Residents could see a 1.5-per cent tax hike next year.
Nanaimo city council is one vote away from passing a provisional budget, which will drive up taxes 1.5 per cent in 2017.
Last year, residents did not see a property tax rate hike.
According to Deborah Duncan, city manager of financial planning, driving the budget this year is $1 million for an increased contribution for general asset management, a reserve to address aging infrastructure; $1.4 million for increases to wages and benefits, which includes new positions for a communications specialist and committee clerk for $150,000; and $1.3 million for the partial transition of the casino revenue and full transition of Fortis revenue from general revenue to the new strategic infrastructure reserve.
Those changes are offset with savings found elsewhere, including lowering Nanaimo Economic Development Corporation’s budget by $400,000, pending its new business model, and reducing the Downtown Nanaimo Business Improvement Association grant by $117,000.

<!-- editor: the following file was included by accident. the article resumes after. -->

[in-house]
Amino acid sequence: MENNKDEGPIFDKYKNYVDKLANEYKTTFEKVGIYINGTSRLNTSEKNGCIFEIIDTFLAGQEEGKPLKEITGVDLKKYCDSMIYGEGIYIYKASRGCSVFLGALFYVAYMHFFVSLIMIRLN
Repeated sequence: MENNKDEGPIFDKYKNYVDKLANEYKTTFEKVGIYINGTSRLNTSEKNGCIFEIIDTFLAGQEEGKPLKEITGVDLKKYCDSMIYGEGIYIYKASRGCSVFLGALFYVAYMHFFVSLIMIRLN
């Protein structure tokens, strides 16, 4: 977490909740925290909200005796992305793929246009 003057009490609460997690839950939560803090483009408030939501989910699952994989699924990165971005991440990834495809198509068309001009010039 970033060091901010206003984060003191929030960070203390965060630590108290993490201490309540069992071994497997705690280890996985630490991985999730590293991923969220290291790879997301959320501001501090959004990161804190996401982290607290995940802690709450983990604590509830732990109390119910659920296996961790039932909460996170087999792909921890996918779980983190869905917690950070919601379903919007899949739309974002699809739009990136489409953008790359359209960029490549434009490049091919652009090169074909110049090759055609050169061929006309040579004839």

The city also lowered its budget for snow and ice removal by $200,000 and has $1.6 million in higher property tax revenues, thanks to an expanded tax base.
The recent budget still has to be adopted and council has until May 15 to make changes.
Duncan said in the past there’s been very small changes in property tax between the provisional and final budgets.
Residents will also see a five-per cent increase in sewer user fees, a 7.5-per cent hike for water and a two-per cent increase in user fees for solid waste collection.